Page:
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Testing the Literature


Of particular interest, our research has dismissed many of the hypotheses raised by the literature for this specific disaster event. Such as:

…were all found to have NO relationship with measures of damage and/or recovery from available data.

Two questions remain however. When attempting to quantify “the older and more stable a neighborhood is,” our measure of % of population living in the same house 25 years or more is not a measure of “stability” rather simply length of tenure. Second, measuring the physical condition of homes in a neighborhood using the median home value reported on the 2000 census is perhaps a weak proxy for housing quality (regardless of the potential for greater losses when values are higher).

On the other hand, our findings also support other measures suggested by the literature:

…all having a positive relationship with measures of damage and/or recovery from available data.

Review of Damage and Recovery Measures:



Detailed Correlations

Returns from the statistical tests run on our data set are listed below. Outcomes that contradict hypothesis proposed in the literature are in red.


As density increases, the potential for catastrophic losses from disaster events increases (Mileti, 1999).

“Building codes were not modernized until the 1950’s, but despite these new codes, it was not until the 1980’s that inspectors received training in floodplain management policies and began to enforce” regulations (Colton, 2005).

Social structures of organization (strong and weak ties) that aid in recovery after a disaster cannot foster in a physical environment that cannot fundamentally support them.

Most homes in the older sections were built with flooding in mind (Colton, 2005).

Higher density of human population creates a dense mass of social networks (strong and weak ties) that should increase ability to recover (Wallace and Wallace, 2008).

The more healthy, productive adults in a household that has weathered a disaster event, the greater the chance for recovery (Morrow, 1999).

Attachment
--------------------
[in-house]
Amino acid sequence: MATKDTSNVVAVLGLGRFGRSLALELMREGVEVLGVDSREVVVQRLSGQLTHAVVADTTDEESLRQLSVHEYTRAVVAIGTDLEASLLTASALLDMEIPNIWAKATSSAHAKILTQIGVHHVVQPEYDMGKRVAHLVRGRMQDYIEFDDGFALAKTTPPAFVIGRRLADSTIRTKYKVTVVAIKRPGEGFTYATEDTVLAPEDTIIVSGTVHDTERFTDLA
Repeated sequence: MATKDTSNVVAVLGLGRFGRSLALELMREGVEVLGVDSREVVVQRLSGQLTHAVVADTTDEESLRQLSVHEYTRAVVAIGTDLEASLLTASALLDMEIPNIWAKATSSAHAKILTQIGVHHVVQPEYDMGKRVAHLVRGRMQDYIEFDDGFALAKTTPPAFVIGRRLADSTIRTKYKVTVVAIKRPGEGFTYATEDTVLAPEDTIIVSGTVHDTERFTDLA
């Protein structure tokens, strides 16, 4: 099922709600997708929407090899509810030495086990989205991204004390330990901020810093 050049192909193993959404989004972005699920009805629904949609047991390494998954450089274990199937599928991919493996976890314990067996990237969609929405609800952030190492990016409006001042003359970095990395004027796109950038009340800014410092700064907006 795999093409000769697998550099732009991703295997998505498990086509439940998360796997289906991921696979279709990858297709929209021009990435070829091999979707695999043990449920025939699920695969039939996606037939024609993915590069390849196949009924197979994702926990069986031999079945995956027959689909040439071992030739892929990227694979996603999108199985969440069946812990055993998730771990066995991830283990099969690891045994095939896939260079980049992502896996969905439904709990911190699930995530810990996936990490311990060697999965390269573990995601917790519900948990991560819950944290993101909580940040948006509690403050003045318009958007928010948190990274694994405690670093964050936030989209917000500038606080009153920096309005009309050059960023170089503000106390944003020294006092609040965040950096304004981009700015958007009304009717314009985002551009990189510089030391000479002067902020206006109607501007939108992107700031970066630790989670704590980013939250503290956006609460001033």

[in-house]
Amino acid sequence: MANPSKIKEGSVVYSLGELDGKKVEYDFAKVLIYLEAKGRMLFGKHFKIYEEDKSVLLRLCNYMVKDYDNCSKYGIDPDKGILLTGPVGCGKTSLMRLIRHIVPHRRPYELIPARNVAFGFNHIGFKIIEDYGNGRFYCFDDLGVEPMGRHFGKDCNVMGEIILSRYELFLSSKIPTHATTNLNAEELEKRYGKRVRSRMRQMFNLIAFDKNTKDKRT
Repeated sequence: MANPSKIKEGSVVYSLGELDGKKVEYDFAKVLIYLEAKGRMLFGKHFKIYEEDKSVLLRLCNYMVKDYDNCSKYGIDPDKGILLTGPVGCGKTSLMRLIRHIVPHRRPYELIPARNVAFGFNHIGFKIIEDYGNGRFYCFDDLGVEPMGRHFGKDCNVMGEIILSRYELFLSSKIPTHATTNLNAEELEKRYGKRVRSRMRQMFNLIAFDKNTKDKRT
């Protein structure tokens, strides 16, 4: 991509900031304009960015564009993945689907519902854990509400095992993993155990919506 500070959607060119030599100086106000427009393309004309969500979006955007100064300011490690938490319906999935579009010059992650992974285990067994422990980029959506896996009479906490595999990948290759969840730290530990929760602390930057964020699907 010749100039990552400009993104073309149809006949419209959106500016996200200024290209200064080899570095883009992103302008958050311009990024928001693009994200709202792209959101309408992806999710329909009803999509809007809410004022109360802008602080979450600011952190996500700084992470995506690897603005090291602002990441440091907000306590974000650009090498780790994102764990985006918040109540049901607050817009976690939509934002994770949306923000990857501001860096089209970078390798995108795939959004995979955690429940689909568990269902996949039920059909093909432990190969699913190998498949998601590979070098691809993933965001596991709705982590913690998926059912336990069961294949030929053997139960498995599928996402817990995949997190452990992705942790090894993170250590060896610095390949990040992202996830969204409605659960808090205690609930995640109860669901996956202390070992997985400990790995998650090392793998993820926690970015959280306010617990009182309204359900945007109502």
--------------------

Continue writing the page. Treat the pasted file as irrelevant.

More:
The older and more stable a neighborhood is, the larger and more resourceful social networks (strong and weak ties) can become (which aids the recovery process) (Wallace and Wallace, 2008).

Apartment dwellers and renters will have a harder time recovering because they are at the mercy of their landlords willingness to invest capital. The situation becomes even more complicated with condominiums and loft apartment buildings as mutual owners may make conflicting decisions about recovery (Comerio, 1998).

The loss of a significant portion of the business sector in any neighborhood greatly reduces the ability of the local residents to recover from damages due to the loss of local economic ties.

Infrastructure Damage after Katrina

Infrastructure Damage after Katrina

Minimal infrastructure damage permits victims to at least keep their jobs and be able to focus on housing recovery” instead of searching for employment (Comerio, 1998).

“When both housing and commercial sectors are heavily damaged, the real loss of the population and an [economic] base makes recovery issues quite” complicated (Comerio, 1998).

Between 1950 and 1975, the built up area of metropolitan New Orleans doubled in size as the “tissue of suburbia” exploded into the recently drained swamps. Such developments are raising serious questions about the wisdom, much less the safety, of new development in New Orleans (Lewis, 2003, p.76-77).The question at hand is whether a high growth rate is beneficial or detrimental to the formation of social ties that will aid recovery efforts.

Testing the New Measures

Using the median value of owner occupied housing units as a proxy for the physical condition of properties in each zip code.

Using the median real estate taxes for each zip code as a percentage of home value supplies a proxy for the presence of social service institutions that need to be funded with property and school taxes.

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